External unit 18 assists in reducing the energy consumed by medical device receivers by transmitting a preamble signal (sometimes referred to as a “wake-up” signal) prior to the transmission of data. This use of a preamble signal allows the device receivers to sample the communication channel(s) periodically, rather than having to remain on at all times, while still ensuring that the transmission of any data will not be missed. The preamble signal contains a modulation pattern known by the device receivers. If the receivers detect energy on a communication band, but find that it does not contain the known modulation pattern, the receivers can shut down knowing that the detected energy is not a communication initiated by external unit 18 for its benefit. Furthermore, the preamble signal may contain embedded data which further improves the energy efficiency of the device receivers. This data informs the receivers of information pertinent to the communication link (such as channel information and communication mode) for the subsequent transmission of data. The receivers may continue operating in a low power mode while receiving the embedded data, and then adjust their configuration settings as specified by the embedded data to initiate the higher power receiver mode for receipt of the transmitted data. Further discussion of the embedding of data in the preamble signal may be found in the aforementioned U.S. application Ser. No. 11/224,595.
|Citing Patent||Filing date||Publication date||Applicant||Title|
|US8108044||Sep 30, 2008||Jan 31, 2012||Medtronic, Inc.||Method and apparatus for the staged detection of RF energy|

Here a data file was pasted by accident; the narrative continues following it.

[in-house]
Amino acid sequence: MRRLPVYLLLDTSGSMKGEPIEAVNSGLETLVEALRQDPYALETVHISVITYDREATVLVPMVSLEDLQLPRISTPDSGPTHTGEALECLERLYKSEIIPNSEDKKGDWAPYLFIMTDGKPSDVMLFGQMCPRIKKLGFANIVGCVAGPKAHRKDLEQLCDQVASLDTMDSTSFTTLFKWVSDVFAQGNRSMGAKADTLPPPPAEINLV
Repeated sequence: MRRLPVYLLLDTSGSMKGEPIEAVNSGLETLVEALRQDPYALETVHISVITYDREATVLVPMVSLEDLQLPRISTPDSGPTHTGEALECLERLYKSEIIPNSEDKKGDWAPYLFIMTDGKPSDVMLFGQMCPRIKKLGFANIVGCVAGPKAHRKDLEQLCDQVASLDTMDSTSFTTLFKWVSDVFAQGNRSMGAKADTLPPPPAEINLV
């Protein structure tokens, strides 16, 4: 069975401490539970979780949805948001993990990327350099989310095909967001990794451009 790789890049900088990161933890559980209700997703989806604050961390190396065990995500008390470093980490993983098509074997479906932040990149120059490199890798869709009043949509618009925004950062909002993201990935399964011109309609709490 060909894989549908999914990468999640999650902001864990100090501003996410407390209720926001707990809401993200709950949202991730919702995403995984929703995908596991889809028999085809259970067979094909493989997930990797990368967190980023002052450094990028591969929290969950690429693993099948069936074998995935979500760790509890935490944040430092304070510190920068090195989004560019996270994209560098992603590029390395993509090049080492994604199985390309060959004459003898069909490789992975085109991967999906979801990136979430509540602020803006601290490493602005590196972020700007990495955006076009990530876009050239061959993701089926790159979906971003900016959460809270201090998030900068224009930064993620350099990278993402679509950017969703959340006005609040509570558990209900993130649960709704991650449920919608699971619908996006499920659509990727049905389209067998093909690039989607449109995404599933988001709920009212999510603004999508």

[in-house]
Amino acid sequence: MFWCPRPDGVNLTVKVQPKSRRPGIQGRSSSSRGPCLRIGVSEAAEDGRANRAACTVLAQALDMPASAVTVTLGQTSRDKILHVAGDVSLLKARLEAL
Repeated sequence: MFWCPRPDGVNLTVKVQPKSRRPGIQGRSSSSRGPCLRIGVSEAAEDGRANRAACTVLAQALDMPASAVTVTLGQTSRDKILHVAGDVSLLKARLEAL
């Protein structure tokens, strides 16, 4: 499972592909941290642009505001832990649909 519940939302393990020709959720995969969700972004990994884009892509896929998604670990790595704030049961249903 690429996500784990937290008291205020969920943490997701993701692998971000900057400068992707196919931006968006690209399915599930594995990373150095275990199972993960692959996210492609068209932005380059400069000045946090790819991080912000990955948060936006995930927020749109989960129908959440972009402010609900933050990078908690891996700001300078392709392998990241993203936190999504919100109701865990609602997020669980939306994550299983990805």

|US8117481||Jun 6, 2008||Feb 14, 2012||Roche Diagnostics International Ag||Apparatus and method for processing wirelessly communicated information within an electronic device|
|US8132037||Jun 6, 2008||Mar 6, 2012||Roche Diagnostics International Ag||Apparatus and method for processing wirelessly communicated data and clock information within an electronic device|
|US8160704 *||Nov 2, 2005||Apr 17, 2012||Cardiac Pacemakers, Inc.||System and method for enabling relayed communications by implantable medical devices|
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|US8744581||Jan 30, 2013||Jun 3, 2014||Greatbatch Ltd.||Cross-band communications in an implantable device|
|US8761065 *||Nov 16, 2010||Jun 24, 2014||Intel Corporation||Techniques for wakeup signaling for a very low power WLAN device|
|US8986208||Sep 30, 2008||Mar 24, 2015||Abbott Diabetes Care Inc.||Analyte sensor sensitivity attenuation mitigation|
|US8993331||Aug 31, 2010||Mar 31, 2015||Abbott Diabetes Care Inc.||Analyte monitoring system and methods for managing power and noise|
|US9064107||Sep 30, 2013||Jun 23, 2015||Abbott Diabetes Care Inc.||Infusion devices and methods|
|US20120120859 *||May 17, 2012||Stephens Adrian P||Techniques for wakeup signaling for a very low power wlan device|
|WO2012024362A1 *||Aug 17, 2011||Feb 23, 2012||Boston Scientific Neuromodulation Corporation||Telemetry-based wake up of an implantable medical device in a therapeutic network|
|U.S. Classification||370/254, 607/60|
|Sep 1, 2006||AS||Assignment|
Owner name: MEDTRONIC, INC., MINNESOTA
Free format text: ASSIGNMENT OF ASSIGNORS INTEREST;ASSIGNORS:ROSAR, GEORGE C.;HAUBRICH, GREGORY J.;MASOUD, JAVAID;ANDOTHERS;REEL/FRAME:018200/0194;SIGNING DATES FROM 20051223 TO 20051228
Owner name: MEDTRONIC, INC., MINNESOTA
Free format text: ASSIGNMENT OF ASSIGNORS INTEREST;ASSIGNORS:ROSAR, GEORGE C.;HAUBRICH, GREGORY J.;MASOUD, JAVAID;ANDOTHERS;SIGNING DATES FROM 20051223 TO 20051228;REEL/FRAME:018200/0194
|Jul 24, 2015||FPAY||Fee payment|
Year of fee payment: 4